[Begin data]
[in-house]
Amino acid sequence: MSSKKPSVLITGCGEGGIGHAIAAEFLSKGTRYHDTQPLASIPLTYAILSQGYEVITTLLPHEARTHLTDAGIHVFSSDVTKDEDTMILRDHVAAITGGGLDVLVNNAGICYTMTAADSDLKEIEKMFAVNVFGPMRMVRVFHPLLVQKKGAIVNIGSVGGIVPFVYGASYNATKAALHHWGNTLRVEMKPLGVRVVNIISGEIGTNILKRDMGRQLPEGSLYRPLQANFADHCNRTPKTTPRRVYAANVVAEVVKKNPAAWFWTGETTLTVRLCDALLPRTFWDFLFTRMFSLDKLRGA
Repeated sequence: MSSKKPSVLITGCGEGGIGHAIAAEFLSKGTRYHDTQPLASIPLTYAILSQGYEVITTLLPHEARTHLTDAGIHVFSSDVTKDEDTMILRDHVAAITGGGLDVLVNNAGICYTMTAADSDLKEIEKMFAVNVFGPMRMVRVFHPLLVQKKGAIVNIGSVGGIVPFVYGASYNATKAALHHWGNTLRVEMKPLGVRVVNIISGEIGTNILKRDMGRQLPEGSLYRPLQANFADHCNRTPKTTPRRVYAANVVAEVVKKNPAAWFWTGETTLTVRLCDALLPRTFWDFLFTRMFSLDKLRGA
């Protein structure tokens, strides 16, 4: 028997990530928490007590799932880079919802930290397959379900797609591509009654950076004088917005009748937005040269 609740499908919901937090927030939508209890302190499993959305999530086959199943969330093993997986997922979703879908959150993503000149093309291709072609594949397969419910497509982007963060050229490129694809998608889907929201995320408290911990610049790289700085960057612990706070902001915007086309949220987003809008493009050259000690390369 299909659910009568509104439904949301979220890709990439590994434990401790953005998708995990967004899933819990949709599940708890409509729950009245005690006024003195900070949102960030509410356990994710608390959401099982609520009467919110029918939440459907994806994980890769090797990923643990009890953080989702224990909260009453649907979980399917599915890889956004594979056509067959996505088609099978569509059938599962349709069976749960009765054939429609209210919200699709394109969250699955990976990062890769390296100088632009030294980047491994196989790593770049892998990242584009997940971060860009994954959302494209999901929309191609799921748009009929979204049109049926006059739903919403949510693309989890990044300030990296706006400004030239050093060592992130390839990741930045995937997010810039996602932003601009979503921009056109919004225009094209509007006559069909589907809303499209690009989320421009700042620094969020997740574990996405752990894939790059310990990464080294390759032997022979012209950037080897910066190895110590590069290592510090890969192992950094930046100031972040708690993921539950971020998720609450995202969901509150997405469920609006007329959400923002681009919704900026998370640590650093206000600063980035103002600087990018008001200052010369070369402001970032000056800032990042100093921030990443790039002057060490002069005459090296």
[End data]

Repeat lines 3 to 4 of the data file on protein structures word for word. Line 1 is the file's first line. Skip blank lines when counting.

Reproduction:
Repeated sequence: MSSKKPSVLITGCGEGGIGHAIAAEFLSKGTRYHDTQPLASIPLTYAILSQGYEVITTLLPHEARTHLTDAGIHVFSSDVTKDEDTMILRDHVAAITGGGLDVLVNNAGICYTMTAADSDLKEIEKMFAVNVFGPMRMVRVFHPLLVQKKGAIVNIGSVGGIVPFVYGASYNATKAALHHWGNTLRVEMKPLGVRVVNIISGEIGTNILKRDMGRQLPEGSLYRPLQANFADHCNRTPKTTPRRVYAANVVAEVVKKNPAAWFWTGETTLTVRLCDALLPRTFWDFLFTRMFSLDKLRGA
């Protein structure tokens, strides 16, 4: 028997990530928490007590799932880079919802930290397959379900797609591509009654950076004088917005009748937005040269 609740499908919901937090927030939508209890302190499993959305999530086959199943969330093993997986997922979703879908959150993503000149093309291709072609594949397969419910497509982007963060050229490129694809998608889907929201995320408290911990610049790289700085960057612990706070902001915007086309949220987003809008493009050259000690390369 299909659910009568509104439904949301979220890709990439590994434990401790953005998708995990967004899933819990949709599940708890409509729950009245005690006024003195900070949102960030509410356990994710608390959401099982609520009467919110029918939440459907994806994980890769090797990923643990009890953080989702224990909260009453649907979980399917599915890889956004594979056509067959996505088609099978569509059938599962349709069976749960009765054939429609209210919200699709394109969250699955990976990062890769390296100088632009030294980047491994196989790593770049892998990242584009997940971060860009994954959302494209999901929309191609799921748009009929979204049109049926006059739903919403949510693309989890990044300030990296706006400004030239050093060592992130390839990741930045995937997010810039996602932003601009979503921009056109919004225009094209509007006559069909589907809303499209690009989320421009700042620094969020997740574990996405752990894939790059310990990464080294390759032997022979012209950037080897910066190895110590590069290592510090890969192992950094930046100031972040708690993921539950971020998720609450995202969901509150997405469920609006007329959400923002681009919704900026998370640590650093206000600063980035103002600087990018008001200052010369070369402001970032000056800032990042100093921030990443790039002057060490002069005459090296």